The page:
Rule 24 of the Federal Rules of Civil Procedure governs intervention of prospective parties into pending actions. Rule 24(a) governs intervention as of right, where as Rule 24(b) governs permissive intervention. See Fed. R. Civ. P. 24. In this case, First Priority argues in favor of its motion to intervene under either standard, though we find it necessary to consider only First Priority's motion to intervene as of right under Rule 24(a).

The Third Circuit has announced a four-part test that courts should use when determining whether a party may intervene in a lawsuit as of right. This test requires that courts consider whether "(1) the application for intervention is timely; (2) the applicant has a sufficient interest in the litigation; (3) the interest may be affected or impaired, as a practical matter by the disposition of the action; and (4) the interest is not adequately represented by an existing party in the litigation." Brody v. Spang, 957 F.2d 1108, 1115 (3d Cir. 1992) (citing Harris v. Pernsley, 820 F.2d 592, 596 (3d Cir. 1987)). A proposed intervenor must satisfy each of these requirements in order to intervene as of right. Harris, 820 F.2d at 596. Furthermore, the party seeking to intervene bears the burden of establishing all four of the requirements. Alcan Aluminum, 25 F.3d at 1181 n.9. However, "a very strong showing that one of the requirements is met may result in requiring a lesser showing of another requirement." Harris, 820 F.2d at 596 n.6.

A. First Priority's Motion is Timely

For purposes of a motion to intervene as of right under Rule 24(a), the timeliness of such request is measured from the point at which the movant knew, or should have known, of the risk to its rights. United States v. Alcan Aluminum, Inc., 25 F.3d 1174, 1183 (3d Cir. 1994). Timeliness is not measured simply from the time that the applicant learns of the litigation. Id. Courts in the Third Circuit generally consider three factors when determining whether an application to intervene is timely: (1) the stage of the proceeding; (2) the prejudice that delay may cause to the parties; and (3) the reason for the delay. Mountain Top Condominium Association v. Dave Stabbert Master Builder, Inc., 72 F.3d 361, 369 (3d Cir. 1995).

We have little trouble finding that First Priority's motion to intervene is timely in this case. Although Principal focuses on the fact that the bank has known of this litigation since it commenced, this is not the appropriate measure by which to gauge whether First Priority was unreasonably dilatory in moving to intervene. Instead, we find that the more appropriate yardstick is the time between which First Priority first recognized that intervention was necessary to protect its interests, and the time that the bank filed its motion. We agree that First Priority's interests were not directly impaired until the Trustees failed to pay the premiums necessary to keep the policies -- and the bank's security interest -- in force. It is alleged that the Trustees defaulted in February 2010, and this represented the first genuine threat to the bank's security interest. The Trustees failed to pay the premium due on the policies in April 2010, thus prompting the bank to move to intervene three weeks later on May 17, 2010. On these facts, which appear to be entirely undisputed, we find that First Priority's motion to intervene was timely, since the motion promptly followed the default which alerted First Priority to the fact that it could no longer rely upon the DeRoses to adequately protect its interests.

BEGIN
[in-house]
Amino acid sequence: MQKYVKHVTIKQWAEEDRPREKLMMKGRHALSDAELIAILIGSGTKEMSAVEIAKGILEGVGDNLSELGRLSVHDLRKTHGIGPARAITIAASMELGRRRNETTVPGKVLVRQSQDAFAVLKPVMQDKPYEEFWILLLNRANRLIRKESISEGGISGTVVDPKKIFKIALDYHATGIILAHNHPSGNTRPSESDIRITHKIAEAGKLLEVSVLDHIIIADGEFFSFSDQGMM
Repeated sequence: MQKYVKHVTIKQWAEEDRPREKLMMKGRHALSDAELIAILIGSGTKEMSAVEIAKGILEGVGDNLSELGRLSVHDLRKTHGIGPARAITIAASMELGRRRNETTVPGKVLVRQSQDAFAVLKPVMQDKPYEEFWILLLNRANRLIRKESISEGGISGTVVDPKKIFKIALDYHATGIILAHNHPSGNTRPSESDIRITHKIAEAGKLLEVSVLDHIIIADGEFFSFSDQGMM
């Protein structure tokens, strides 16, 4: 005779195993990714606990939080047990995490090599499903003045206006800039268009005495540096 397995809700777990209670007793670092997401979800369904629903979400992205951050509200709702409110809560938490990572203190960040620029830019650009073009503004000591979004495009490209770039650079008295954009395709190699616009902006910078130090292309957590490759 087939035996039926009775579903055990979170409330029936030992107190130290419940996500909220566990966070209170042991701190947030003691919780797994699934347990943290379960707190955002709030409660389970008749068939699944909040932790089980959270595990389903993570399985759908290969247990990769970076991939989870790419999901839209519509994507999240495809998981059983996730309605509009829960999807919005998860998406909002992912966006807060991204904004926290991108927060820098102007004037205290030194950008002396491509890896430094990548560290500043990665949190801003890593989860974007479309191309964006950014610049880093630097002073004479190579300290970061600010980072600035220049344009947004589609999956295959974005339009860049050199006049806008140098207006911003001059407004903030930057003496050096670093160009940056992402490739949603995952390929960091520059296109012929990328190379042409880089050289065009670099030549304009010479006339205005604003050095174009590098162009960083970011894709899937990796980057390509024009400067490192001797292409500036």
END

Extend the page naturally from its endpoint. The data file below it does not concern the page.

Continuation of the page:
B. First Priority Has a Sufficient Interest in the Subject Matter of the Litigation

We also find that First Priority has demonstrated a protectable interest in the policies that is sufficient to permit intervention in this action -- an action that it is intended to have the policies declared void. Rule 24(a)(2) requires that an intervening party have "an interest relating to the property or transaction which is the subject of the action . . ." Fed. R. Civ. P. 24(a)(2). Although "the precise nature of the interest required to intervene as of right has eluded precise and authoritative definition," Mountain Top Condo Association, 72 F.3d at 366, certain guidelines have become accepted. The Supreme Court has stated that the intervenor's interest must be "significantly protectable," Donaldson v. United States, 400 U.S. 517, 531 (1971), and the Third Circuit has further clarified that the interest as stake must be of a legal nature rather than a more general or indefinite interest, Harris, 820 F.2d at 601. Such an interest has been recognized as one belonging to or owned by the proposed intervenor. Alcan Aluminum, 25 F.3d at 1185. Although a mere economic interest in the outcome of the litigation is insufficient to constitute a significantly protectable interest, id., "an intervenor's interest in a specific fund is sufficient to entitle intervention in a case affecting that fund." Mt. Top Condo Ass'n, 72 F.3d at 366.